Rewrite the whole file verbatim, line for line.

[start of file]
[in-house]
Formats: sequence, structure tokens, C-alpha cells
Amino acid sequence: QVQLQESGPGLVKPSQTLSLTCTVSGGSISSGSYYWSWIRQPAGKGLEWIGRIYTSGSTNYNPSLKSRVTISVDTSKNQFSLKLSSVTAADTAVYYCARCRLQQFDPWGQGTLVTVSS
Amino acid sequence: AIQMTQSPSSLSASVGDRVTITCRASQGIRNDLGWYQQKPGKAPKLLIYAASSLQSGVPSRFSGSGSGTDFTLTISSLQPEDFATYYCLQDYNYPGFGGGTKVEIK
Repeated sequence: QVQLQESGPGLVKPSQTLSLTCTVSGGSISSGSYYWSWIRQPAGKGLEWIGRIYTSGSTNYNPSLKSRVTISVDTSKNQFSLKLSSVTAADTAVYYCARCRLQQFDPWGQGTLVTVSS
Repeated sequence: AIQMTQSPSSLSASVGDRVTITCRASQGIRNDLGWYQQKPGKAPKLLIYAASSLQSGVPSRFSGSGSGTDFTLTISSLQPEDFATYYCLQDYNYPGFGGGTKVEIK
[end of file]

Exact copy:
[in-house]
Formats: sequence, structure tokens, C-alpha cells
Amino acid sequence: QVQLQESGPGLVKPSQTLSLTCTVSGGSISSGSYYWSWIRQPAGKGLEWIGRIYTSGSTNYNPSLKSRVTISVDTSKNQFSLKLSSVTAADTAVYYCARCRLQQFDPWGQGTLVTVSS
Amino acid sequence: AIQMTQSPSSLSASVGDRVTITCRASQGIRNDLGWYQQKPGKAPKLLIYAASSLQSGVPSRFSGSGSGTDFTLTISSLQPEDFATYYCLQDYNYPGFGGGTKVEIK
Repeated sequence: QVQLQESGPGLVKPSQTLSLTCTVSGGSISSGSYYWSWIRQPAGKGLEWIGRIYTSGSTNYNPSLKSRVTISVDTSKNQFSLKLSSVTAADTAVYYCARCRLQQFDPWGQGTLVTVSS
Repeated sequence: AIQMTQSPSSLSASVGDRVTITCRASQGIRNDLGWYQQKPGKAPKLLIYAASSLQSGVPSRFSGSGSGTDFTLTISSLQPEDFATYYCLQDYNYPGFGGGTKVEIK